Among the excluded tinnitus patients, one was a musician who dropped out because due to considering fractal tones to be annoying. This reasoning was consistent with the results of a previous similar report 17 because a universal sound therapy that suits and works for all tinnitus patients has not been identified, and certain types of music stimuli induce relaxation in some individuals but not others. 28

We followed most of the assigned patients for 6 months and others for 1 year. All patients were instructed to listen to the fractal tones during waking hours, and our data log analysis showed that the fractal tones were used for at least 8 hours per day on average. The recommended time frame of 8 hours per day is inconsistent with the recommendations in other studies, in which the recommended use of fractal tones was only for 2 or 4 hours each day. 17 After a 6-month period, certain patients decided to keep the device because they were using it throughout the day. However, other patients who did not observe considerable improvements or tinnitus suppression stopped using the device continuously after the end of the study. After the 6-month period, certain patients had worsened hearing thresholds and were subsequently fitted with a hearing aid amplification, which represented the best initial time point for selecting the combined hearing aid/sound therapy device. During the study period, only the Aqua fractal style was used per the participants' choice. This style was also the most preferred by participants in another study. 18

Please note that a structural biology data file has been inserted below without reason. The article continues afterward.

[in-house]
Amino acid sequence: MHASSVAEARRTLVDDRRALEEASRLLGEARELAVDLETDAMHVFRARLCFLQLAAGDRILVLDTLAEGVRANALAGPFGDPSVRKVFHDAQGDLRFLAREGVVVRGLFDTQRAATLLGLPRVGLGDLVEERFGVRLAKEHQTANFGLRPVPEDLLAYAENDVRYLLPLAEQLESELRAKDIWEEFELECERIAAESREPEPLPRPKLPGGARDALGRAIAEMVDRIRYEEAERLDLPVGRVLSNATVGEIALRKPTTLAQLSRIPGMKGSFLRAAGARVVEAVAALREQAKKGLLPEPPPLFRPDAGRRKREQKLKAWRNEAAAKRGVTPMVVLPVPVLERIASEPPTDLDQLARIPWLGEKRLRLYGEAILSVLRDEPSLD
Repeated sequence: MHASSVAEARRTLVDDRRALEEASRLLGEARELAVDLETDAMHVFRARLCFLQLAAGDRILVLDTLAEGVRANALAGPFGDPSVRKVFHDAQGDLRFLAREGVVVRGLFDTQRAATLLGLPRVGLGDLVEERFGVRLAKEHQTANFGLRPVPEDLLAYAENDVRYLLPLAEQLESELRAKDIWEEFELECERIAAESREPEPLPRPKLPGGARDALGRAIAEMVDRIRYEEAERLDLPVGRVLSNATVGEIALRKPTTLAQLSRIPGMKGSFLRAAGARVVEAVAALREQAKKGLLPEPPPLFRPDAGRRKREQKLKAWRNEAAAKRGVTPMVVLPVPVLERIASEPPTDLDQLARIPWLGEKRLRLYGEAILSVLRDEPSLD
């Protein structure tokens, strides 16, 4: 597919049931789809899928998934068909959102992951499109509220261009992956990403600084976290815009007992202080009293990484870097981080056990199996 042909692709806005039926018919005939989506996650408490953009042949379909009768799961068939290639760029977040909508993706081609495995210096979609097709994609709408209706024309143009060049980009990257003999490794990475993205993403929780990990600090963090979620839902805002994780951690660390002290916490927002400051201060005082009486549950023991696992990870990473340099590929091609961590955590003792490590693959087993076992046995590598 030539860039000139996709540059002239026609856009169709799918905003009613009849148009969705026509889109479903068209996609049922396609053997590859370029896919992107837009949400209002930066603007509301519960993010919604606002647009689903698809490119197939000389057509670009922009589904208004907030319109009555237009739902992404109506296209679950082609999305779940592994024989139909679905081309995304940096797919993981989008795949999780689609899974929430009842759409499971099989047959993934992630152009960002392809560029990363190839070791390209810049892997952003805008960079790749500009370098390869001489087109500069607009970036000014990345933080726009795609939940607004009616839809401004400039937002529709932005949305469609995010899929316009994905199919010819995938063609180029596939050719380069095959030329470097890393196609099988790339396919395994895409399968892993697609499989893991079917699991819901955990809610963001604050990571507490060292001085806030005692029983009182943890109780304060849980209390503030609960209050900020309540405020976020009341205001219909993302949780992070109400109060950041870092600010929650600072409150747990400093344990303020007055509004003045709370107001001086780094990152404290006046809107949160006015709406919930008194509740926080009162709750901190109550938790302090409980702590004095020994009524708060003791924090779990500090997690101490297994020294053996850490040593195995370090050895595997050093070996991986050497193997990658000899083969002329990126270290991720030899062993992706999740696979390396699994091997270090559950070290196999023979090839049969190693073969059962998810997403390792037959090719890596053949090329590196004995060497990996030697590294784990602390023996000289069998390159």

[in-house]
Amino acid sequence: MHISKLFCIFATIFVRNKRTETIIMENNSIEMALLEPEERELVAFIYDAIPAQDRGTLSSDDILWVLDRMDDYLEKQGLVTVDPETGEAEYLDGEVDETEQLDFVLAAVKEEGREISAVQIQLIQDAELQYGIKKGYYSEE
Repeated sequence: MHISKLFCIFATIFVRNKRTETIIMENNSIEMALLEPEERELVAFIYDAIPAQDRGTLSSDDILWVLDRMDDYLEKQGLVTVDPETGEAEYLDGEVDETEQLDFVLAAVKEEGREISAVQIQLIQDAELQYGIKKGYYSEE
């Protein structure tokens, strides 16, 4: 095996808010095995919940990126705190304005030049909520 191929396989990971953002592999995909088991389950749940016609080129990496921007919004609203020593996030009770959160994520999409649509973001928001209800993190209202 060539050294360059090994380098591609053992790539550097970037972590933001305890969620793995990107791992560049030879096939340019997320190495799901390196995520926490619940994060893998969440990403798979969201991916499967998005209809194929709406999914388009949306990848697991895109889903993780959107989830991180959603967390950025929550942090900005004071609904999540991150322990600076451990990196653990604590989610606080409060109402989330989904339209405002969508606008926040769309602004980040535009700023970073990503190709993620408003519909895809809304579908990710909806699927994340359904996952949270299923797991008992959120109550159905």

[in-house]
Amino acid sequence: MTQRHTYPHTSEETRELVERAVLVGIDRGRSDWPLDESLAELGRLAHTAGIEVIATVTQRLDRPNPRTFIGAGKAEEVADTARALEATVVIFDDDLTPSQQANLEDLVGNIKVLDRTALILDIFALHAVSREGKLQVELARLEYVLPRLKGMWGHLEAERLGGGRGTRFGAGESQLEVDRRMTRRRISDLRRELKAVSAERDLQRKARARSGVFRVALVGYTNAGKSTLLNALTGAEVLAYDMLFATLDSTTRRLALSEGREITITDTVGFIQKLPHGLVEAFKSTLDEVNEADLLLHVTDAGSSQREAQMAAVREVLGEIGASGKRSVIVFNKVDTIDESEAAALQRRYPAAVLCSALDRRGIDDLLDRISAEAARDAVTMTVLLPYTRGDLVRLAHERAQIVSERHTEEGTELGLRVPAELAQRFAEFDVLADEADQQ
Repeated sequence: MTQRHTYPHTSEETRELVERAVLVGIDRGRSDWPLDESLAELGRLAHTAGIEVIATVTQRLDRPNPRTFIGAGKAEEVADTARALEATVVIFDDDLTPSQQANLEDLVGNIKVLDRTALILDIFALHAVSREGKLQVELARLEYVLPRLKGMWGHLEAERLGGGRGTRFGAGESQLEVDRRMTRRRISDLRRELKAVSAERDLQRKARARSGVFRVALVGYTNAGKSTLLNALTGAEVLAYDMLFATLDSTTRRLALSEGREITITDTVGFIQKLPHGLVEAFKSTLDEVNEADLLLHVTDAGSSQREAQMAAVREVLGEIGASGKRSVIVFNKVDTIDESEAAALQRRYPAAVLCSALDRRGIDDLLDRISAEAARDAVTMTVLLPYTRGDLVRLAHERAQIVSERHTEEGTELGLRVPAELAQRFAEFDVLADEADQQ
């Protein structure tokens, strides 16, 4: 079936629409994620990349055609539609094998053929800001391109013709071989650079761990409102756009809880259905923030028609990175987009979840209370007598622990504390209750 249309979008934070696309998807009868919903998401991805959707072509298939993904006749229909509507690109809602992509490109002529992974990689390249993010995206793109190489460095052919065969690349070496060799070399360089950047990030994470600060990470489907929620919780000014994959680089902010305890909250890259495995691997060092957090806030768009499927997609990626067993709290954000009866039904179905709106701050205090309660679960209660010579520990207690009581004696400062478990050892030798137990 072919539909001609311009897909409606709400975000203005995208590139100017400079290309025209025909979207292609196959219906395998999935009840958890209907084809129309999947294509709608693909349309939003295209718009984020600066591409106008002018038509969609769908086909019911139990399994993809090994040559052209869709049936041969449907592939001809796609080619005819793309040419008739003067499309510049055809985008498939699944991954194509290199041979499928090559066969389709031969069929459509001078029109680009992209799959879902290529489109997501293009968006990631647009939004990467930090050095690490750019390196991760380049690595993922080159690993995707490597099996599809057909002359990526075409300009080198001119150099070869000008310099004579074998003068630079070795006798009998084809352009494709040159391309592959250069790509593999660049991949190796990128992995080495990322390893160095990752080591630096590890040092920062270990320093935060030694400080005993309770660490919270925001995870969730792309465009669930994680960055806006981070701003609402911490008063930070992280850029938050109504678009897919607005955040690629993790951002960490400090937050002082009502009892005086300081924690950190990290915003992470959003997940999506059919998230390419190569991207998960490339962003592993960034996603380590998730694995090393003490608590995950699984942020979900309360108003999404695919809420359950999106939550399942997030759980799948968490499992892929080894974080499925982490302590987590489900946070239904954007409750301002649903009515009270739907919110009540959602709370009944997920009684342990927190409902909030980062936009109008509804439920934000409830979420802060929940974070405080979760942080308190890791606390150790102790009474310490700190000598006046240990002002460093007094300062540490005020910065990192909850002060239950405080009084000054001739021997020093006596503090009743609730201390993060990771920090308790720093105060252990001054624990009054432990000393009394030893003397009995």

After the sound therapy period, certain patients indicated experiencing a clinical improvement in their daily quality of life, which included better concentration while reading or studying and a greater ability to relax. Two participants used the device to sleep because sleep problems were among their main complaints. All six participants (100%) showed a clinical significant improvement in their THI scores, which decreased by almost 20 points (the mean score at baseline was 45.1 and the mean score after 6 months of sound therapy was 25.6), and this finding is consistent with a previous report in which a 30-point improvement in THI was observed. 20 Previous studies have indicated that 20-point THI score changes are clinically significant. 29 According to our data, the THI changes were only clinically significant at the final appointment after 6 months of therapy. These findings are inconsistent with those of previous studies in which an earlier response was observed at 2 months. 20 21 The authors applied the Zen therapy, which includes the four components: fractal tones, broadband amplification, relaxation exercises and sleep management, in 24 and 19 assigned participants subjected to THI and TFI (tinnitus functional index) measurements, respectively. In that study, the post hoc analysis based on a paired sample t-test showed a significant score reduction at 2 months, which indicated that earlier tinnitus distress resolution and habituation could be achieved by the Zen therapy. However, the authors used a simultaneous combination of tools, and the contributions of each tool to the observed tinnitus improvement is unclear. Based on our results, we aimed to determine the specific benefits of fractal tones for tinnitus sufferers without combining it with other therapeutic strategies, and our instructions recommended the use of this therapy for at least 8 hours each day.